My life as an urban egg smuggler

I give them away at work and sneak them into bars as birthday gifts. Such is life as a "chickeneer" in the big city

Topics: OnEarth.org, Eggs, chickens, ,

My life as an urban egg smuggler
This article originally appeared on OnEarth.org.

OnEarth If you don’t read the New York Times cover to cover each day, you might have missed the fact that my chickens are now famous. A recent piece on what to do in the Ridgewood neighborhood of Queens covered life at the oldest Dutch colonial farmhouse in New York City, where my boyfriend and I have been caretakers since last summer. Keith and I got mentions, but the chickens snagged the headline.

Fortunately, fame (such as it is, when the story lands on Page MB2) hasn’t gone to their heads. Now that winter is over, the “ladies” have even stopped lounging around the henhouse and gotten back to work, popping out eggs that look more like the colorful contents of an Easter basket than a typical grocery store carton.

We’re far from the only New Yorkers raising chickens. Keeping hens is legal in most places in the city—sorry roosters, you’re just too noisy—and in recent years, more and more coops have been popping up across the boroughs and in cities around the country. “The recession has helped [business], the local food movement has helped, and the green movement has helped,” one hatchery owner told the New York Times in 2012. And sure, being a “chickeneer” is the butt to many a hipster joke, but who cares? I like it.

That said, I never actually planned on becoming one. Keith and I fell into the chicken trend when we signed on to live at the Vander Ende–Onderdonk House. Technically our hens are the property of the Greater Ridgewood Historical Society, a community organization that saved the old house from destruction in the 1970s and now runs the place as a museum. The birds are an agricultural exhibit of sorts, helping to bridge the gap between colonial New Amsterdam and present-day New York by showing visitors where the egg cream sodas and breakfast sandwiches of early New Yorkers came from—their backyard.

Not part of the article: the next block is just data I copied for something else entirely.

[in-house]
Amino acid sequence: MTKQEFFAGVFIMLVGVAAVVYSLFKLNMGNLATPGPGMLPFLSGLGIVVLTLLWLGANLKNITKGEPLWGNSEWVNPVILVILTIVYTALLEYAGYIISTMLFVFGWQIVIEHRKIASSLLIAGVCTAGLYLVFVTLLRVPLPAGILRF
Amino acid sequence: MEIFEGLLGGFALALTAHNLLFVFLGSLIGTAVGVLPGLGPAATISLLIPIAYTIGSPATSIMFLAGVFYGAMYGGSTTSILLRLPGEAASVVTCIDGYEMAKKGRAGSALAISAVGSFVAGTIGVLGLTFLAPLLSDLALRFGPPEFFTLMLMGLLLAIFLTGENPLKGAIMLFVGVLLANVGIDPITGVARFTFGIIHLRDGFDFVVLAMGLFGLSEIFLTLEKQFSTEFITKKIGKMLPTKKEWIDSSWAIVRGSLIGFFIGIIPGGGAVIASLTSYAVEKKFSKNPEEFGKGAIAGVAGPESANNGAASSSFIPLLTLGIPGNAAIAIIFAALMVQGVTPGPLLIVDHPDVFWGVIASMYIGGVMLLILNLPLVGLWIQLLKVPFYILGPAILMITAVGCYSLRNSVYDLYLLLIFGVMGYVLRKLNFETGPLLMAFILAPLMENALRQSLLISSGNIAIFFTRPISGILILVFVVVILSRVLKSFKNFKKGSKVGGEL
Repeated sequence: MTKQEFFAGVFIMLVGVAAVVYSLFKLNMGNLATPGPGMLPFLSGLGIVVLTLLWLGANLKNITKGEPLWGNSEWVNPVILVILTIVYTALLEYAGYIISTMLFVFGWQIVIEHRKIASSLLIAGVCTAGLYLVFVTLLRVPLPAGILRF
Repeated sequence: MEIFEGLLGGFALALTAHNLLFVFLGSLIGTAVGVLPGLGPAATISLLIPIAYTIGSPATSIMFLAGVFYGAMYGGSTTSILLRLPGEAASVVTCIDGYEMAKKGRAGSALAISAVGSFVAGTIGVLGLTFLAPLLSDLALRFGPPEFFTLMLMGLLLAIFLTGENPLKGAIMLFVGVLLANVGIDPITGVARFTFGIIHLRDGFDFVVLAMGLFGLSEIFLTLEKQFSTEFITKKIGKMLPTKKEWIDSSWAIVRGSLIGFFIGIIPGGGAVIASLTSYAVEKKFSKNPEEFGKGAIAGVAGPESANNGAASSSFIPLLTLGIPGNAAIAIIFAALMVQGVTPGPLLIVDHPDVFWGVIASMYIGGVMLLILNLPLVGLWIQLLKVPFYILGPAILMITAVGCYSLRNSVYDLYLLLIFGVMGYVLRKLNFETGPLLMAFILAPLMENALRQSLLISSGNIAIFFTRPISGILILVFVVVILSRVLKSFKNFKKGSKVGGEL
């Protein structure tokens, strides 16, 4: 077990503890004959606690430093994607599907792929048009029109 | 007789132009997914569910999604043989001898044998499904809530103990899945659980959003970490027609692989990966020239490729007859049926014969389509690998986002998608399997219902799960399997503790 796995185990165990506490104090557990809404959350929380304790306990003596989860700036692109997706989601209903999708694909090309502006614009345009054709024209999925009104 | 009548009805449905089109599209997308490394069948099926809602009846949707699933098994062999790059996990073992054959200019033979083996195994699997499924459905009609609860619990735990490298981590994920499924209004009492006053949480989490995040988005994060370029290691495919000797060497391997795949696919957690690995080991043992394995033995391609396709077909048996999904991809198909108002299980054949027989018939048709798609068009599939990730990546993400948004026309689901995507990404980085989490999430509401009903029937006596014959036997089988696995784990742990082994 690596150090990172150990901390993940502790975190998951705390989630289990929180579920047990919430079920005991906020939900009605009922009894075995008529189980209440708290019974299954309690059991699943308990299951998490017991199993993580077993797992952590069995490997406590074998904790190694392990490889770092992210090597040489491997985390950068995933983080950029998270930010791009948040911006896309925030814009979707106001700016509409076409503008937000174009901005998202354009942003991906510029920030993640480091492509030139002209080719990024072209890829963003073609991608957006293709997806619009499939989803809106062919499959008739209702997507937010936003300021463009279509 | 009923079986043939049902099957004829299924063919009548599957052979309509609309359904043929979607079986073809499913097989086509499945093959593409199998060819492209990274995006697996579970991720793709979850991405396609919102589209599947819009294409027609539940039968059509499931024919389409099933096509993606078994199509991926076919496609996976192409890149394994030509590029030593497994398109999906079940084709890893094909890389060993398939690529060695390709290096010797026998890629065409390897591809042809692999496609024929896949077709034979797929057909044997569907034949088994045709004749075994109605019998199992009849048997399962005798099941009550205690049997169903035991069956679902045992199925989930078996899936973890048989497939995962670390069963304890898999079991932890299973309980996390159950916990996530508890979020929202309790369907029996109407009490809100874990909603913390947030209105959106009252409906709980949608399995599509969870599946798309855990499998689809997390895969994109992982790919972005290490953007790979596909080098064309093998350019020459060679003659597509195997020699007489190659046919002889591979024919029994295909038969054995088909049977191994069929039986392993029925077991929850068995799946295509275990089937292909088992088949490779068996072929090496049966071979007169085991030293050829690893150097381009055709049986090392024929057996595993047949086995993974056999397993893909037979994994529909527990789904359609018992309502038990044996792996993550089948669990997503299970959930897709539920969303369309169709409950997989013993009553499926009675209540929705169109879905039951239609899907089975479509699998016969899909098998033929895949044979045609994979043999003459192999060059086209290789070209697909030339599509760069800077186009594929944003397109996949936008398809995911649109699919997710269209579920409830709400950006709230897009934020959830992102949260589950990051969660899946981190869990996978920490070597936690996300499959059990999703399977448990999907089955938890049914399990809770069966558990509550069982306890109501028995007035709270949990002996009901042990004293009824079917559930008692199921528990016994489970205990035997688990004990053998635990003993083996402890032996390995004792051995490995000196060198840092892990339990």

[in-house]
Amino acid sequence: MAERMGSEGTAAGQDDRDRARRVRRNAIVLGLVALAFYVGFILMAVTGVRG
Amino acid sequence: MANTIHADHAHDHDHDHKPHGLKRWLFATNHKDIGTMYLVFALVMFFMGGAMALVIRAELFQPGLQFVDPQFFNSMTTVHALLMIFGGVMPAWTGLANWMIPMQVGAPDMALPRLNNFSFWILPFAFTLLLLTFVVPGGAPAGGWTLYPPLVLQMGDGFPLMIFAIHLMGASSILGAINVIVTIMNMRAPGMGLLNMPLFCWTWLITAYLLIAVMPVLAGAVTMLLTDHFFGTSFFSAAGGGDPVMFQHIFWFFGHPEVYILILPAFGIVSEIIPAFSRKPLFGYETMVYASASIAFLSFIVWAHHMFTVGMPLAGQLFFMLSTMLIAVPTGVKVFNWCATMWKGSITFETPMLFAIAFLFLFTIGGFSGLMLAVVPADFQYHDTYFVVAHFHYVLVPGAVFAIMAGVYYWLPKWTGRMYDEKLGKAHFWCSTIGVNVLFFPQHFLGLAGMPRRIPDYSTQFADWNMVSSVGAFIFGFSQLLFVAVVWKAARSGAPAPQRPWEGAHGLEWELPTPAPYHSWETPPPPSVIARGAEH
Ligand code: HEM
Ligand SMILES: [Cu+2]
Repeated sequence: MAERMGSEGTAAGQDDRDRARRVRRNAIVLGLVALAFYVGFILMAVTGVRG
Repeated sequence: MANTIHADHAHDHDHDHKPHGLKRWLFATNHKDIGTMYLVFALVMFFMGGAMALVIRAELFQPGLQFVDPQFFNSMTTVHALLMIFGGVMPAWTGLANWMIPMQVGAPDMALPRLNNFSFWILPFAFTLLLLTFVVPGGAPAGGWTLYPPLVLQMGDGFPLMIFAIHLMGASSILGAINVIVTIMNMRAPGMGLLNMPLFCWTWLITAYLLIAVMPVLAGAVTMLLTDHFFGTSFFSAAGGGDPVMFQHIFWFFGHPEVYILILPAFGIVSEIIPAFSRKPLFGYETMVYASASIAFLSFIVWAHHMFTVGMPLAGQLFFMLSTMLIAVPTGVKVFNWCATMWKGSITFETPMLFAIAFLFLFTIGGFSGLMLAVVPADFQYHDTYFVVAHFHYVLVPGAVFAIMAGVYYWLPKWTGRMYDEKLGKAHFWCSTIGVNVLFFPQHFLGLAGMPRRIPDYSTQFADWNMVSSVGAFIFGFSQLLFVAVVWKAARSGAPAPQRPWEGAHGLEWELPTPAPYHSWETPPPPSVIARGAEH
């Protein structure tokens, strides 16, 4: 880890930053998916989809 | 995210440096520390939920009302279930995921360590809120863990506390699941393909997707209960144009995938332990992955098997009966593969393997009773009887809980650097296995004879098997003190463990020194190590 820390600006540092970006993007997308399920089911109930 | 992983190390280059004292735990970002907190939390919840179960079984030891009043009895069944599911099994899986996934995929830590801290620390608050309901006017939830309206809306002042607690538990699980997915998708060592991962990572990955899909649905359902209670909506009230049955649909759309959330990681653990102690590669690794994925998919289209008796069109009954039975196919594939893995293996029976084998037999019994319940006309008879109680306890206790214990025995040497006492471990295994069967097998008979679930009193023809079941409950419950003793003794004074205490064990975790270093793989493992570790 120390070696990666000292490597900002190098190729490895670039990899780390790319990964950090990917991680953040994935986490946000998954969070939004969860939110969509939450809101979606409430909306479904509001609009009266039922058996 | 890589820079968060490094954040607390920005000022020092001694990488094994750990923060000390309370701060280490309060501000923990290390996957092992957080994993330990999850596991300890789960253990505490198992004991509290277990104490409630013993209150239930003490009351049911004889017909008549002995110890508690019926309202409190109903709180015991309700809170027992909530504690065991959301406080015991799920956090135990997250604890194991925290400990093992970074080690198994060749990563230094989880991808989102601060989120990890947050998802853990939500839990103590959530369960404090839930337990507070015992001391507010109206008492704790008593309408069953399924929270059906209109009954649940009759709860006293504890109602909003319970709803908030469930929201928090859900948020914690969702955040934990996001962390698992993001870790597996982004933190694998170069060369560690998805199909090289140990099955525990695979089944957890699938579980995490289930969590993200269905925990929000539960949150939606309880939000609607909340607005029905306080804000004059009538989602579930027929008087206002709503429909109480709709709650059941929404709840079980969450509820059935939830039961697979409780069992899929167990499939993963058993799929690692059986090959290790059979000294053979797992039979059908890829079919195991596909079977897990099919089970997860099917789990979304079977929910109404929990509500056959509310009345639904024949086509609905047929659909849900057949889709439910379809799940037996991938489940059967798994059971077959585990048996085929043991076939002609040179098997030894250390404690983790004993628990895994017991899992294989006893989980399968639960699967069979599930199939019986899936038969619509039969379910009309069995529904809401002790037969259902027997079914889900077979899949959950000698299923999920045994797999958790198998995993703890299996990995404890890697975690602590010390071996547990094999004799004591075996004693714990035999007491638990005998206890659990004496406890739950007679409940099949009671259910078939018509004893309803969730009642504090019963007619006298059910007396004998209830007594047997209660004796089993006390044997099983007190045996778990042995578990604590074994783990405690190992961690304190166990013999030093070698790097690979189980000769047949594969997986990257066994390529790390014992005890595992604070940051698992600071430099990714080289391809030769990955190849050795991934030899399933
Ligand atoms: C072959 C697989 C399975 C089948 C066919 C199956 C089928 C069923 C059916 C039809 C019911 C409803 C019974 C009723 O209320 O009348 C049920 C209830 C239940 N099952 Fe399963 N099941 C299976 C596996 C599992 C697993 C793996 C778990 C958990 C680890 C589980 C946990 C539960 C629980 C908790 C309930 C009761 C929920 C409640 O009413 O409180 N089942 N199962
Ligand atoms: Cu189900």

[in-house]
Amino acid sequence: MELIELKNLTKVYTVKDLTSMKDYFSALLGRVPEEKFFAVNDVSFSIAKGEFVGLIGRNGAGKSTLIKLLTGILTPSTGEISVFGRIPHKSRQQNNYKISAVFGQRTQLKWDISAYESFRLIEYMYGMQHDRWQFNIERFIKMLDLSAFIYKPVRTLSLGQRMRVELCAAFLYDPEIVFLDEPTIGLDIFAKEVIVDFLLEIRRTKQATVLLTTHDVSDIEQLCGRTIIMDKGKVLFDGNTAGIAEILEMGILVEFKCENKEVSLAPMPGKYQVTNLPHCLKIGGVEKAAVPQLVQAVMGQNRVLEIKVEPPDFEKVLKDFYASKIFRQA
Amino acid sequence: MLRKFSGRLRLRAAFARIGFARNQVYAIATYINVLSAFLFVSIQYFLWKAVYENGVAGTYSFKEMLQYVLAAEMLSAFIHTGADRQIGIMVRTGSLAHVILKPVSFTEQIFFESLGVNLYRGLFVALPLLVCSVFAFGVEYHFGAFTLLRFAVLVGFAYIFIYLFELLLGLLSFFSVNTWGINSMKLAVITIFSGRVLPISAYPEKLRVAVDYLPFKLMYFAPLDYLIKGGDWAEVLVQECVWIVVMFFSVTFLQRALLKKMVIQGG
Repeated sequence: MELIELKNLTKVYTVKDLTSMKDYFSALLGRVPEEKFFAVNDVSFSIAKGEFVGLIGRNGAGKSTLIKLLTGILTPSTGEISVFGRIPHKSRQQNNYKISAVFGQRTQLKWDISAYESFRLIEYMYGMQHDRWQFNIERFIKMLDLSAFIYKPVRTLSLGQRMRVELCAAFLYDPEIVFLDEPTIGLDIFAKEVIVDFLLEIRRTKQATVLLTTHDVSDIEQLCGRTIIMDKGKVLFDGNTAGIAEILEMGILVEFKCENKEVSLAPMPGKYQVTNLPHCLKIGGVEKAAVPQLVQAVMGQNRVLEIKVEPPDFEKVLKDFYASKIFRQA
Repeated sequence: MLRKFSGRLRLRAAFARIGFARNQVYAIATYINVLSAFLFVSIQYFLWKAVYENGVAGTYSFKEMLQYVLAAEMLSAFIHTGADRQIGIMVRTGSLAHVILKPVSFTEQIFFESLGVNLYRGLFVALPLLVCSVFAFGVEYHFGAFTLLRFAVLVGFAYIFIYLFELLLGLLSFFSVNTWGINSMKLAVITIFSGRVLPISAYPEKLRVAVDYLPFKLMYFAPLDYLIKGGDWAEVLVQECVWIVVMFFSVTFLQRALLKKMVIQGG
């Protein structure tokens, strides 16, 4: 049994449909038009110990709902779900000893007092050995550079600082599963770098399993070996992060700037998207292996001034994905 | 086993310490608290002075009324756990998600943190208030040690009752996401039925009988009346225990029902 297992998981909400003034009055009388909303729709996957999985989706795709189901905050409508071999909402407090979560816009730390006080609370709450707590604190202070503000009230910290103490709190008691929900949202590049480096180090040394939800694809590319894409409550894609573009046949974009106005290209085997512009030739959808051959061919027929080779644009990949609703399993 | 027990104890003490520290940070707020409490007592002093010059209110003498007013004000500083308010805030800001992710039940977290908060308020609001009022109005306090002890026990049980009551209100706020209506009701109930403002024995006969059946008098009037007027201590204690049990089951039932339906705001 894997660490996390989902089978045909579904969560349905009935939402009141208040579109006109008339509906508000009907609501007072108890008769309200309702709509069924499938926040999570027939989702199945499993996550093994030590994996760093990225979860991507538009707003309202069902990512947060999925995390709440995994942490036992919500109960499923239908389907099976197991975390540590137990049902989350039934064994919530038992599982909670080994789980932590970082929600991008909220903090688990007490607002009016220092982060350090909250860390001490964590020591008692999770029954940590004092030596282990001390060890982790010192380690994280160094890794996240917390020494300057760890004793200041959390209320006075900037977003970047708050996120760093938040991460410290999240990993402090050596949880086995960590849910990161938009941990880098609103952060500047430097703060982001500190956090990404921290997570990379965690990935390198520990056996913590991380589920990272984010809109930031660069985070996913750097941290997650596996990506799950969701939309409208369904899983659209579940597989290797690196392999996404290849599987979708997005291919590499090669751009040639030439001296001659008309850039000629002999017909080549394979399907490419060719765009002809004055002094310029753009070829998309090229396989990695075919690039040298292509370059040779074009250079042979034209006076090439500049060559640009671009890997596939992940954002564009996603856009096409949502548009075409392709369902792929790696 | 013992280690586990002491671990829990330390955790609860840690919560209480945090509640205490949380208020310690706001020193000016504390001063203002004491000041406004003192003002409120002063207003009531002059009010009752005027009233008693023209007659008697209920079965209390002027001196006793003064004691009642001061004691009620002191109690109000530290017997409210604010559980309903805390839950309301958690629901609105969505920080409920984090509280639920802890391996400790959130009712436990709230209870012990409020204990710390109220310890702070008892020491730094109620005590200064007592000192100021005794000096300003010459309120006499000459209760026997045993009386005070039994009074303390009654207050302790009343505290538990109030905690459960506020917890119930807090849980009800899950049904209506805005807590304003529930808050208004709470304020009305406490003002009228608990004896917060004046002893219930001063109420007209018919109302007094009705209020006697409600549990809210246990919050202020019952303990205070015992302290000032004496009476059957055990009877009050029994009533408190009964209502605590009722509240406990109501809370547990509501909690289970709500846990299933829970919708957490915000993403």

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The coop is a main attraction on summer weekends, and Keith and I often stop what we’re doing to show children how to feed the hens properly (no hot dogs, please!) and give them a peek inside the coop. Most kids, even the ones shy at first, get really into it and return to their parents with organic corn feed dust on their hands. People just love the chicks—but no one more than Keith.

The first thing he does in the morning is visit “the ladies” (his pet name for them) to replenish their water and collect their eggs. When the sun sets, Keith will sometimes sneak up on the birds to cradle them while they’re sleepy and too slow to waddle away. If he could get a leash on the chickens, I think he’d take them for walks around the block. For a man who didn’t have any pets as a kid, he’s making up for it now.

I, on the other hand, have tried to keep a layer of emotional chicken wire between myself and the flock. I’ve taken care of a lot of animals in my life—dogs, cats, parrots, canaries, lizards, rabbits, mice, hamsters, fish, tadpoles, sea monkeys…—but never livestock. I know too well things can go wrong when raising animals, and we are very much rookie “farmers.” Even so, you can’t help but feel a connection to the living things you shelter and feed—and that help feed you.